This week’s New York Times‘s Sunday Book Review includes an interview with one of my favorite thriller authors, Harlan Coben.
This report describes nine groups of Americans that reflect different patterns of public library engagement. Respondents were sorted into groups based on a cluster analysis of factors such as: the importance of public libraries in their lives; how they use libraries; and how they view the role of libraries in communities. . . .
The typology examines four broad levels of library engagement. These levels are further broken into a total of nine individual groups:
- Library Lovers
- Information Omnivores
- Solid Center
- Print Traditionalists
- Not for Me
- Young and Restless
- Rooted and Roadblocked
Non-engagement (have never personally used a public library):
- Distant Admirers
- Off the Grid
The descriptions of the various groups and their attitudes toward libraries are informative.
Lists like this always amuse me. Sometimes I agree with them, sometimes I don’t, and other times I haven’t read many of the books included.
But I’ve read most of these books and so pretty much agree with this list:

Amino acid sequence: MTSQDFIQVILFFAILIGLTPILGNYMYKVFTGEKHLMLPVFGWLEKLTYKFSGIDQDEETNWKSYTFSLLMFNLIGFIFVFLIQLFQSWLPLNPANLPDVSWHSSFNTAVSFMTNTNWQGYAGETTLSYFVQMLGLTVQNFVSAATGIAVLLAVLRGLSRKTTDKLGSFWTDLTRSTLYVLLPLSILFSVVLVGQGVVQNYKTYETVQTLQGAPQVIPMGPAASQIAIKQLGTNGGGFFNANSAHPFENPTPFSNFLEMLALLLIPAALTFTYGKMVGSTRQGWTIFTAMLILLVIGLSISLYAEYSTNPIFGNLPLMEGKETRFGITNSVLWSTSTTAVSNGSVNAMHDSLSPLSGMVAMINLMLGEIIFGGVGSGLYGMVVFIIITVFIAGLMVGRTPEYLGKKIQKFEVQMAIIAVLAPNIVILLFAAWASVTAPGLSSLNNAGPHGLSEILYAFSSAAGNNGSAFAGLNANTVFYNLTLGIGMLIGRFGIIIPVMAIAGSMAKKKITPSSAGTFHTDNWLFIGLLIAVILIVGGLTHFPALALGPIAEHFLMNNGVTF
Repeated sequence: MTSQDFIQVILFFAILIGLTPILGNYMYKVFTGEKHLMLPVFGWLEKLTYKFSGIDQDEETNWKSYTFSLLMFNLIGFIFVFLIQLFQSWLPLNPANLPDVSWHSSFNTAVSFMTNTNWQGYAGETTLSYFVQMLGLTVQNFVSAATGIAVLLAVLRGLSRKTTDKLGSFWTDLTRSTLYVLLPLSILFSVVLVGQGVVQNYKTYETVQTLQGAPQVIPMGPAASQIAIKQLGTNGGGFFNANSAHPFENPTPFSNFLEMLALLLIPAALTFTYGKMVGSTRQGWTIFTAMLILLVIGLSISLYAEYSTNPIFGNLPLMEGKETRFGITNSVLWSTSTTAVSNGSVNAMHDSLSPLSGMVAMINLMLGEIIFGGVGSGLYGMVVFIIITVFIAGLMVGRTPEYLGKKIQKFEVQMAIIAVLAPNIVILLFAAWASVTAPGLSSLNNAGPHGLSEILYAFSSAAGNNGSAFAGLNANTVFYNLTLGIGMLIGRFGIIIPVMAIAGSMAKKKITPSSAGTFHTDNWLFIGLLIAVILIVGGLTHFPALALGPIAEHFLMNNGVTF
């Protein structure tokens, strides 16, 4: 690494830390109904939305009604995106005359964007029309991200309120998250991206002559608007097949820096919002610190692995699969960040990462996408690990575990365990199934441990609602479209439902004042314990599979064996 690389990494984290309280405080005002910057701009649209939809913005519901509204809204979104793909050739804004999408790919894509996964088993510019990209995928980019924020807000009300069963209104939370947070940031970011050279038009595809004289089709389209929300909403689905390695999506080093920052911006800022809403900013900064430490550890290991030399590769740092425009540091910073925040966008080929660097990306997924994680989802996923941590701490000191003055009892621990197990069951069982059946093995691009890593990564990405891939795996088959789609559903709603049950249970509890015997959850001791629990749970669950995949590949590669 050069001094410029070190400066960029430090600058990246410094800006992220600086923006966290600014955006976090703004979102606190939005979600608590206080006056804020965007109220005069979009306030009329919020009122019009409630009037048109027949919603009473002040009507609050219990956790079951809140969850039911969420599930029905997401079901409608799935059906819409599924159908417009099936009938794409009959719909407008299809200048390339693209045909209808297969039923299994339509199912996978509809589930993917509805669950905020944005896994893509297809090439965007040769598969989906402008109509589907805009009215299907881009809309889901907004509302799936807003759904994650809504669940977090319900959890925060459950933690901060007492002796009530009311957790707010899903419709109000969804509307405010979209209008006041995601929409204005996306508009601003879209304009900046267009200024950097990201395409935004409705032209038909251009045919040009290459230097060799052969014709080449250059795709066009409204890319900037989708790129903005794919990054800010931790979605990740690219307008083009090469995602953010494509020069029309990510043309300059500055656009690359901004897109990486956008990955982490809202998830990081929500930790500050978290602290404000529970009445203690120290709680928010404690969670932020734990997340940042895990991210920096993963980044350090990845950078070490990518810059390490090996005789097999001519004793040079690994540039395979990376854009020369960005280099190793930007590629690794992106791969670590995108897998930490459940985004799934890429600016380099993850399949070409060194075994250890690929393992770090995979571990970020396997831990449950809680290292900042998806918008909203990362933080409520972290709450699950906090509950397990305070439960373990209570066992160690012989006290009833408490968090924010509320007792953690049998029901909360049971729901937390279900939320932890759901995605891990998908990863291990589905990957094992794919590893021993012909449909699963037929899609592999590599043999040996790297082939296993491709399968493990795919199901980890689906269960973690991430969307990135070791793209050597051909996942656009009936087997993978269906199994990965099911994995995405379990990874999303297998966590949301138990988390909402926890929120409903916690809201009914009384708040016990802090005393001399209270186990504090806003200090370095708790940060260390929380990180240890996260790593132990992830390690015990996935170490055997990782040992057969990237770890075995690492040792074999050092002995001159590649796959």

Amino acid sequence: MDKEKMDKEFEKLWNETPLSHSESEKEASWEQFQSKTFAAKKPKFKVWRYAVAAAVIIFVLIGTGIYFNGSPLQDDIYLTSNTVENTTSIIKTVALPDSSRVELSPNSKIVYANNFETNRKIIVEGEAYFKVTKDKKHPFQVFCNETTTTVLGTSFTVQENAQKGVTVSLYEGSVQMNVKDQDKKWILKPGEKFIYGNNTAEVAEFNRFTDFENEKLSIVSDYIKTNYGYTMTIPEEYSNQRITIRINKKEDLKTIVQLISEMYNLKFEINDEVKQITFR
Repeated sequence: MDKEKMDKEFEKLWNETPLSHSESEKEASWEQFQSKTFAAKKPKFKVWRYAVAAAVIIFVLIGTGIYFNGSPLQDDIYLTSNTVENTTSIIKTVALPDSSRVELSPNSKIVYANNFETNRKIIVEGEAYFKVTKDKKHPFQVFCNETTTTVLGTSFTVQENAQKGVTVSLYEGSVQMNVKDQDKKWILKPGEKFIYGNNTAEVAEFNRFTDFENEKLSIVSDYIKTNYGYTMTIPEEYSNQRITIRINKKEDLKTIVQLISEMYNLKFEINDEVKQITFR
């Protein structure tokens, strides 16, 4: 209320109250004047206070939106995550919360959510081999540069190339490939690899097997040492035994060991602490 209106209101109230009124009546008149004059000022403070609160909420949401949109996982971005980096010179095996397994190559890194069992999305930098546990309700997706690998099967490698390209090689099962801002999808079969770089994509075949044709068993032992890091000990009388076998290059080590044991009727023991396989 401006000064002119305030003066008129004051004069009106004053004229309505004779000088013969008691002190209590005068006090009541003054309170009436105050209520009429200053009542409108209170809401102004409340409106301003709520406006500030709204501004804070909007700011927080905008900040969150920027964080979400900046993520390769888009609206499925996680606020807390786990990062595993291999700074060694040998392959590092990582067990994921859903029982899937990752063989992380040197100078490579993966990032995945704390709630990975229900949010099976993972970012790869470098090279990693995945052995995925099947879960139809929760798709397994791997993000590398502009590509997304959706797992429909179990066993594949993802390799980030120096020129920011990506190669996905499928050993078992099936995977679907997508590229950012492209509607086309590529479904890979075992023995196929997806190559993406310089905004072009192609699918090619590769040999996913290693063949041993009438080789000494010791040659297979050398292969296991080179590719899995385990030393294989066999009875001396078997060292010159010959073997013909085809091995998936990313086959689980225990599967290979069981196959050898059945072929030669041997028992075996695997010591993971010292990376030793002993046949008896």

- Madame Bovary by Gustave Flaubert
- The Ice Storm by Rick Moody
- Frenzy by David Grossman
- The Age of Innocence by Edith Wharton
- Tell Me a Riddle by Tillie Olsen
- Anna Karenina by Leo Tolstoy
- The Awakening by Kate Chopin
- Revolutionary Road by Richard Yates
- “Temporary Matters,” the opening story in The Interpreter of Maladies by Jhumpa Lahiri
the Manhattan-based author Victoria Redel actually seems to enjoy answering questions about her work, which often takes the form of fiction addressing an intense — even boundary-violating — bond between a parent and child. But don’t ask her about her personal life.
Following the 2001 release of her novel Loverboy, about a mother so enmeshed with her young son that she decides to asphyxiate him in a car rather than let him go to school, Redel has found herself explaining to readers that her creation of unlikable, even destructive characters is neither a window — nor an invitation — into her psyche.
A good article for readers who always wonder how much a writer’s works reflect the author’s own mind and soul.
This week, HarperCollins announced that a long-awaited JRR Tolkien translation of Beowulf is to be published in May, along with his commentaries on the Old English epic and a story it inspired him to write, “Sellic Spell”. It is just the latest of a string of posthumous publications from the Oxford professor and The Hobbit author, who died in 1973. Edited by his son Christopher, now 89, it will doubtless be seen by some as an act of barrel-scraping. But Tolkien’s expertise on Beowulf and his own literary powers give us every reason to take it seriously.